Video-sharing site YouTube, which is also the second-largest search engine on the planet after Google, is to undergo a major overhaul that will see it go head-to-head with the TV broadcast world in what will be a massive web/TV convergence land grab.
Last year, YouTube began an experiment in streaming live TV, which was a key indicator to where the site sees its future. Rumours also began to surface in recent months of YouTube planning a movie-streaming venture that would begin in Europe before spreading to the US.
According to reports, including one in The Wall Street Journal, YouTube believes the point of convergence between TV and the internet has been reached and the site is prepared to compete with broadcast and cable TV.
YouTube is planning to introduce 20 channels that will feature several hours of professionally produced, original programming.
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The video site is to spend more than US$100m to produce low-cost content designed exclusively for the web. In recent weeks, YouTube acquired Dublin-based video technology company Green Parrot Pictures for an undisclosed sum. Green Parrot Pictures specialises in delivering intellectual licensing and high quality picture-manipulation technology. Anil Kokaram, an associate professor at Trinity College, founded the company in 2004.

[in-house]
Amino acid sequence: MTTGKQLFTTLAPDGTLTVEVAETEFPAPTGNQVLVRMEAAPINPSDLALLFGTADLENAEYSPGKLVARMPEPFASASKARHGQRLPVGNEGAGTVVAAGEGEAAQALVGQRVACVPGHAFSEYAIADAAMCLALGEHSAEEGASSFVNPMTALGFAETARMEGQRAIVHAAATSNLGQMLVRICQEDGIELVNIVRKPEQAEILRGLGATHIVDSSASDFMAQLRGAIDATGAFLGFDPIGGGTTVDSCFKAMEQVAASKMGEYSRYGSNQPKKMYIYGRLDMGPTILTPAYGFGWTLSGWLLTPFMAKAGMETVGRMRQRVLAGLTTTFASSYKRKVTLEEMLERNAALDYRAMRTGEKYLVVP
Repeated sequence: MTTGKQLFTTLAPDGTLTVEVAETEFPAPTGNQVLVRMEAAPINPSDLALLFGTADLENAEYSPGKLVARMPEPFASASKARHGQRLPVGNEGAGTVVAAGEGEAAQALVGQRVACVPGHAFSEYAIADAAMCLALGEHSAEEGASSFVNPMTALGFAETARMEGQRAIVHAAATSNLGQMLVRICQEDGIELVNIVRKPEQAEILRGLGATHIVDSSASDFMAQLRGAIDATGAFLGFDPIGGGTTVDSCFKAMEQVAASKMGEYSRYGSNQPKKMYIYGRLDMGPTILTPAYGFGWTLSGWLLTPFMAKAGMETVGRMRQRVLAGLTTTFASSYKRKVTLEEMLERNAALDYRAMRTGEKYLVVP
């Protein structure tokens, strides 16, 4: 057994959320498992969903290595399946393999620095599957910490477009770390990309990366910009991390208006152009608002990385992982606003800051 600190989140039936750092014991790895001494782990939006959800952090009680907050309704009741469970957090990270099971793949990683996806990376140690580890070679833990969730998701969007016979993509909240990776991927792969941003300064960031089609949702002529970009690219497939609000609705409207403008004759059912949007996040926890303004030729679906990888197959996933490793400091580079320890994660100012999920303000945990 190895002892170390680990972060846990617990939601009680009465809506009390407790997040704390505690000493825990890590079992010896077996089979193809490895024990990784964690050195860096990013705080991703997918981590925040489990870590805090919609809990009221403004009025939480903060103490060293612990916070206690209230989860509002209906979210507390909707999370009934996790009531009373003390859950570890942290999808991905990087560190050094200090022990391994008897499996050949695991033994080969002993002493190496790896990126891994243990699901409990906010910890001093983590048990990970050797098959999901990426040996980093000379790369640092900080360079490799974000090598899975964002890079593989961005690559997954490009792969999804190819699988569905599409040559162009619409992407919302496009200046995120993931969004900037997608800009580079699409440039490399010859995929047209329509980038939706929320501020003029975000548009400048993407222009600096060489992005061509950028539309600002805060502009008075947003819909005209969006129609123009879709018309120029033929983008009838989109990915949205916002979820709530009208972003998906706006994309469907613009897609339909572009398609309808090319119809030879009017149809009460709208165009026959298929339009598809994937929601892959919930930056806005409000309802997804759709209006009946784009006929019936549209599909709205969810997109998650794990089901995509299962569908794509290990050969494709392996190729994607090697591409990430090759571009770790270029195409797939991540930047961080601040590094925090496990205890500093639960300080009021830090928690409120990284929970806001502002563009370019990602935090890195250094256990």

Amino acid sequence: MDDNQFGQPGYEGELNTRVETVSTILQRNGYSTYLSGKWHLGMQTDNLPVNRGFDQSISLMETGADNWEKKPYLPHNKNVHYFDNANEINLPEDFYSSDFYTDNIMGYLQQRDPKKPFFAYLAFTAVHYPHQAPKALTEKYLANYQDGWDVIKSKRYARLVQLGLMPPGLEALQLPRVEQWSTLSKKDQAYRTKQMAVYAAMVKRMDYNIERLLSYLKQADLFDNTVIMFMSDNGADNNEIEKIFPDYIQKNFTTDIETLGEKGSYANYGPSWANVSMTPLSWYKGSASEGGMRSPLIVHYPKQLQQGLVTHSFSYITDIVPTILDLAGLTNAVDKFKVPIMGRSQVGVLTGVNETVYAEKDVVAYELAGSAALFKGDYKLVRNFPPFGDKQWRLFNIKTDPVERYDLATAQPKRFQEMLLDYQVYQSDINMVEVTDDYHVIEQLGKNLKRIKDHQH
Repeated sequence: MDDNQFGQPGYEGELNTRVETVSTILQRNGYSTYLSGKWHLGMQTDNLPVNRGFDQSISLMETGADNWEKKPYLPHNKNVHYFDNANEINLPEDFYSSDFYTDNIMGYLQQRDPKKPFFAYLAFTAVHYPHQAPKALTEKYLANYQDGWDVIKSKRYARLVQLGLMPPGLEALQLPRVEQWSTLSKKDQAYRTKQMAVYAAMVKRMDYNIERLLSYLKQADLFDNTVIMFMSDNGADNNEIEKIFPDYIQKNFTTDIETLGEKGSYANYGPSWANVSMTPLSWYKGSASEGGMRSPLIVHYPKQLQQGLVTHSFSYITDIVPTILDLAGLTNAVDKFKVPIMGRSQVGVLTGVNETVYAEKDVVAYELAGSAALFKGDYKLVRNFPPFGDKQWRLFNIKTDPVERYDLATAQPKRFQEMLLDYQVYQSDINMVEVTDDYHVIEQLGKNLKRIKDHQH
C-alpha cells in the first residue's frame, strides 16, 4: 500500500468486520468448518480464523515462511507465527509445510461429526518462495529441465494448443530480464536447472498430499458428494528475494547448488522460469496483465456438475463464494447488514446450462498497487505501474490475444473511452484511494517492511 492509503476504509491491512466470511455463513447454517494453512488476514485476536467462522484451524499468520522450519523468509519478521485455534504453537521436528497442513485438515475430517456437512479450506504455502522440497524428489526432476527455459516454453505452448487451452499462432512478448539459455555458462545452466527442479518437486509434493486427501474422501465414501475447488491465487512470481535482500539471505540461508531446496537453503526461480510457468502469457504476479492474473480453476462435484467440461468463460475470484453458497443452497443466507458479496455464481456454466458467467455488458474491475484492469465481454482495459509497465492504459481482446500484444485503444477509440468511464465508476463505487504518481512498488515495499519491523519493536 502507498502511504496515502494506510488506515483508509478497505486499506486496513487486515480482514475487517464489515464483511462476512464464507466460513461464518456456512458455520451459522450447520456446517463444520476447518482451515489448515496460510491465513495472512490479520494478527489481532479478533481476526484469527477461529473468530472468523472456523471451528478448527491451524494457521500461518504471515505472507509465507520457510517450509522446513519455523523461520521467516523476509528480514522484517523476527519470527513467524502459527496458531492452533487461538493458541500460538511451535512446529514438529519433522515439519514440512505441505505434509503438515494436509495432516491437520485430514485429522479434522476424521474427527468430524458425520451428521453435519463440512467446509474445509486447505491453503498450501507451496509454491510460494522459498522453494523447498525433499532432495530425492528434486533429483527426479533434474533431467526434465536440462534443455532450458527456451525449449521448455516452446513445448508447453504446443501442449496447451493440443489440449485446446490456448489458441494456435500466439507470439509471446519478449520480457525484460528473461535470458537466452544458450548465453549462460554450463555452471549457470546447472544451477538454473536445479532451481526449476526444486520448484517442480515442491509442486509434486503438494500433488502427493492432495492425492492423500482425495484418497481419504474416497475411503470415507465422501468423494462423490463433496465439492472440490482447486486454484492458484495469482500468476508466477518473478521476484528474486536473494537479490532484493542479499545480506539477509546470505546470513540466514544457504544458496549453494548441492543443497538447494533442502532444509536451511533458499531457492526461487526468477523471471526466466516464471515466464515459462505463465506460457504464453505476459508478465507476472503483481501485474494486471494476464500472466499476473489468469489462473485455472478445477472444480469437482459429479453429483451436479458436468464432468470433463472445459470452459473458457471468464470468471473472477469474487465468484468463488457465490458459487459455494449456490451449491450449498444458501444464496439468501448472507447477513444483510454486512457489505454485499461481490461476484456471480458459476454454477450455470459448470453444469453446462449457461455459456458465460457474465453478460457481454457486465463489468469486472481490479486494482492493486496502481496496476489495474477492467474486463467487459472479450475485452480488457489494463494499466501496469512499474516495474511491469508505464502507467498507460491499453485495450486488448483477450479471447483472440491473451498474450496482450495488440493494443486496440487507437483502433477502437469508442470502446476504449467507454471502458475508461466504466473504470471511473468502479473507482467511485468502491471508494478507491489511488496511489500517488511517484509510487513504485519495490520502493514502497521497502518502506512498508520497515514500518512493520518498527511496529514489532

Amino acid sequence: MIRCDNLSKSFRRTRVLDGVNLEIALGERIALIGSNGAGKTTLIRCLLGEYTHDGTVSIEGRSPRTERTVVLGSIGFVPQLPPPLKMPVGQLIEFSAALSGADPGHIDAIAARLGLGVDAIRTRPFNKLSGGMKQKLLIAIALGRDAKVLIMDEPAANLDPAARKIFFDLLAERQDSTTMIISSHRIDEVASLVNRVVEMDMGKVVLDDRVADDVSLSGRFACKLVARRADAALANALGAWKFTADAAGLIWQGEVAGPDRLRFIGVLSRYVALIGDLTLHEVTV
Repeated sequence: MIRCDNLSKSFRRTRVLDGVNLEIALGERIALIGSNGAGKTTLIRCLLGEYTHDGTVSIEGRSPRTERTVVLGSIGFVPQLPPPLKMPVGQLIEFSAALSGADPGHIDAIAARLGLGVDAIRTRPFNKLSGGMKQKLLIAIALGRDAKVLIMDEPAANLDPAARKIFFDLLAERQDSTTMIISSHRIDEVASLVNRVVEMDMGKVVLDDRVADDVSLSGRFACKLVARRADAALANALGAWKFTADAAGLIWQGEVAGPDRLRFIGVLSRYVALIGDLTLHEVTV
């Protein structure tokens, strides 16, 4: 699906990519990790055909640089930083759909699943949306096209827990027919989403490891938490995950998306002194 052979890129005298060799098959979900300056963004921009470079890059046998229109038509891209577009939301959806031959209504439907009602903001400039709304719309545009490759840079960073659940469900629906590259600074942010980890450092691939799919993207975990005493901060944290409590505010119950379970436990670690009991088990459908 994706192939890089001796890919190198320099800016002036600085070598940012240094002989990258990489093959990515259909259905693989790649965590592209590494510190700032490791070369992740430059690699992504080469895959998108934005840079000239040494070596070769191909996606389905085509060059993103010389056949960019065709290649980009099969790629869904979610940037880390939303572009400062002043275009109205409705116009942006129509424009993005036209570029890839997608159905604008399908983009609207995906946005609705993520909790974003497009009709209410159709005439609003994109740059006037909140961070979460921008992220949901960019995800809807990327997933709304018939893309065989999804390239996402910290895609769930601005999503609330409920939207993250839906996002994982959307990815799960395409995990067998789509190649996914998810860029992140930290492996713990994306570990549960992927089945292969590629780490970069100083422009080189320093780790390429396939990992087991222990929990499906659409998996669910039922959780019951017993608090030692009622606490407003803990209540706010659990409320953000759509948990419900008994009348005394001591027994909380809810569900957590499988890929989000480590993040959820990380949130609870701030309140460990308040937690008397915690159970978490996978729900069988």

The acquisition of Green Parrot came a fortnight after YouTube bought Next New Networks for US$50m. Next New Networks, which attracts 2bn views a month, produces original programmes and helps content creators distribute films and make money.
YouTube also said it was expanding its staff by 30pc, taking on 200 extra people, and revealed its staff now includes aspiring filmmakers, musicians, activists and documentary makers.
The move by YouTube towards a channel-based strategy will see it not only compete with established broadcasters but also online video rivals, like Netflix and Hulu. Broadcasters, too, are planning to grab a share of the converged web/TV opportunity – yesterday, DISH Networks acquired video rental giant Blockbuster Inc, which incidentally has a movie-streaming wing.